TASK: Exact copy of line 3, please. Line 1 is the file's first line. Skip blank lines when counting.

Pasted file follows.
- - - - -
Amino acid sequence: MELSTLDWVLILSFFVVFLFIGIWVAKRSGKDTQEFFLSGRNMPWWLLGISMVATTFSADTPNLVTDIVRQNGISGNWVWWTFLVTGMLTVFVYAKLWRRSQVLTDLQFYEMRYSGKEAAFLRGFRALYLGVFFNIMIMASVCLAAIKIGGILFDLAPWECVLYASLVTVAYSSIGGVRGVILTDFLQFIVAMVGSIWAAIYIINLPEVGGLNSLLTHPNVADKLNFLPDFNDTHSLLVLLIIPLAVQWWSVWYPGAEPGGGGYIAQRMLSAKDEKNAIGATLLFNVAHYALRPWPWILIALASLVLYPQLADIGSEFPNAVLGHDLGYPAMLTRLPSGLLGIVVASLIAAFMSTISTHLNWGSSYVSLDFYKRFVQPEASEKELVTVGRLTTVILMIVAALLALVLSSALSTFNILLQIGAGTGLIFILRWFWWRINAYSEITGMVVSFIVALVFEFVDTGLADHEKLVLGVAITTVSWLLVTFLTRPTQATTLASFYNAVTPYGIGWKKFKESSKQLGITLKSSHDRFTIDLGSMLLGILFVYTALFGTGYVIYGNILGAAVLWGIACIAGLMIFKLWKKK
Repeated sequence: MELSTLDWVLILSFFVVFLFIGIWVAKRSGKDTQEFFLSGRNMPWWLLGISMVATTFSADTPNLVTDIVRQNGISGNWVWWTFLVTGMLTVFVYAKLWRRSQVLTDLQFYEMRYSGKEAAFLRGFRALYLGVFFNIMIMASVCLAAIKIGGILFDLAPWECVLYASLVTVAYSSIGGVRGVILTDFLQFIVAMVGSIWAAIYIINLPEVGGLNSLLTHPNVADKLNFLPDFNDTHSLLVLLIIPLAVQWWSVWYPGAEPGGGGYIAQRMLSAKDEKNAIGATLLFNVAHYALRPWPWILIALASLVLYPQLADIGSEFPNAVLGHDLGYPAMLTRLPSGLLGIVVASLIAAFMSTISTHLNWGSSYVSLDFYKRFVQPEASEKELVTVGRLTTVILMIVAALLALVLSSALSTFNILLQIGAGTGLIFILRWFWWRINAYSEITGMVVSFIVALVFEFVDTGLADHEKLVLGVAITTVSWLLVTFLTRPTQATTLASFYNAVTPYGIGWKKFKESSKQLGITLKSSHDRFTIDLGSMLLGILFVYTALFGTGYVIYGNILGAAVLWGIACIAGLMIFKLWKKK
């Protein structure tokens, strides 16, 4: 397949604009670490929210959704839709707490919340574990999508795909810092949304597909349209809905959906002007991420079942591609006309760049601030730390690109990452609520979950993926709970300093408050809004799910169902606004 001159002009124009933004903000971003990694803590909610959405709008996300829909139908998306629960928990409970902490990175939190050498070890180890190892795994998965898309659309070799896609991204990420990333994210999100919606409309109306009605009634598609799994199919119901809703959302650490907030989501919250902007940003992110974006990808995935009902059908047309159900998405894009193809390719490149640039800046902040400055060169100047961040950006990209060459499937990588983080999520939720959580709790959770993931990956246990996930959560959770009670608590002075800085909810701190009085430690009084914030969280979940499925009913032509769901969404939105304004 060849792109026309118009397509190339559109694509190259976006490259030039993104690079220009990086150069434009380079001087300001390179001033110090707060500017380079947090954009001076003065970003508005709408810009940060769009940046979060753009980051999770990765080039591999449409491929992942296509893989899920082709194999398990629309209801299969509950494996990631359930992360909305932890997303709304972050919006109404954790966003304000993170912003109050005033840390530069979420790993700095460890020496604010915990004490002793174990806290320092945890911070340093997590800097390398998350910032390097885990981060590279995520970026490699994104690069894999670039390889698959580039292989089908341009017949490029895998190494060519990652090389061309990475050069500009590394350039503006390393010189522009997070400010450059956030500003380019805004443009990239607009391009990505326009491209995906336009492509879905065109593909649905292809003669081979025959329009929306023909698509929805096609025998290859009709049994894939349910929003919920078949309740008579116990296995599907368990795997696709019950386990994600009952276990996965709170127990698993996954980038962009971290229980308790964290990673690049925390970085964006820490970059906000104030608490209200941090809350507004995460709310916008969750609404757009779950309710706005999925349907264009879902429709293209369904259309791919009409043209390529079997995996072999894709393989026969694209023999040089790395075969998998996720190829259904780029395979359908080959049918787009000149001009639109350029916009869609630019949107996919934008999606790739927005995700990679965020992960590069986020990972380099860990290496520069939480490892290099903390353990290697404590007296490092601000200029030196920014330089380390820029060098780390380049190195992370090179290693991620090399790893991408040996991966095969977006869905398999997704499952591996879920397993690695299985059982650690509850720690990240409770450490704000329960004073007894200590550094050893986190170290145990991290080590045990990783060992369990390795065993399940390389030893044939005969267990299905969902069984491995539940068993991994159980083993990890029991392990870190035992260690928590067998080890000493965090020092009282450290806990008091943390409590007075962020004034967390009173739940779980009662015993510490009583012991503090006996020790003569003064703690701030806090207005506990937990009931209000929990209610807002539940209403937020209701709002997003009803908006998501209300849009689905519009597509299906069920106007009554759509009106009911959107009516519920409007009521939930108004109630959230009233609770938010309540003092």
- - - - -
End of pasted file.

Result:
């Protein structure tokens, strides 16, 4: 397949604009670490929210959704839709707490919340574990999508795909810092949304597909349209809905959906002007991420079942591609006309760049601030730390690109990452609520979950993926709970300093408050809004799910169902606004 001159002009124009933004903000971003990694803590909610959405709008996300829909139908998306629960928990409970902490990175939190050498070890180890190892795994998965898309659309070799896609991204990420990333994210999100919606409309109306009605009634598609799994199919119901809703959302650490907030989501919250902007940003992110974006990808995935009902059908047309159900998405894009193809390719490149640039800046902040400055060169100047961040950006990209060459499937990588983080999520939720959580709790959770993931990956246990996930959560959770009670608590002075800085909810701190009085430690009084914030969280979940499925009913032509769901969404939105304004 060849792109026309118009397509190339559109694509190259976006490259030039993104690079220009990086150069434009380079001087300001390179001033110090707060500017380079947090954009001076003065970003508005709408810009940060769009940046979060753009980051999770990765080039591999449409491929992942296509893989899920082709194999398990629309209801299969509950494996990631359930992360909305932890997303709304972050919006109404954790966003304000993170912003109050005033840390530069979420790993700095460890020496604010915990004490002793174990806290320092945890911070340093997590800097390398998350910032390097885990981060590279995520970026490699994104690069894999670039390889698959580039292989089908341009017949490029895998190494060519990652090389061309990475050069500009590394350039503006390393010189522009997070400010450059956030500003380019805004443009990239607009391009990505326009491209995906336009492509879905065109593909649905292809003669081979025959329009929306023909698509929805096609025998290859009709049994894939349910929003919920078949309740008579116990296995599907368990795997696709019950386990994600009952276990996965709170127990698993996954980038962009971290229980308790964290990673690049925390970085964006820490970059906000104030608490209200941090809350507004995460709310916008969750609404757009779950309710706005999925349907264009879902429709293209369904259309791919009409043209390529079997995996072999894709393989026969694209023999040089790395075969998998996720190829259904780029395979359908080959049918787009000149001009639109350029916009869609630019949107996919934008999606790739927005995700990679965020992960590069986020990972380099860990290496520069939480490892290099903390353990290697404590007296490092601000200029030196920014330089380390820029060098780390380049190195992370090179290693991620090399790893991408040996991966095969977006869905398999997704499952591996879920397993690695299985059982650690509850720690990240409770450490704000329960004073007894200590550094050893986190170290145990991290080590045990990783060992369990390795065993399940390389030893044939005969267990299905969902069984491995539940068993991994159980083993990890029991392990870190035992260690928590067998080890000493965090020092009282450290806990008091943390409590007075962020004034967390009173739940779980009662015993510490009583012991503090006996020790003569003064703690701030806090207005506990937990009931209000929990209610807002539940209403937020209701709002997003009803908006998501209300849009689905519009597509299906069920106007009554759509009106009911959107009516519920409007009521939930108004109630959230009233609770938010309540003092």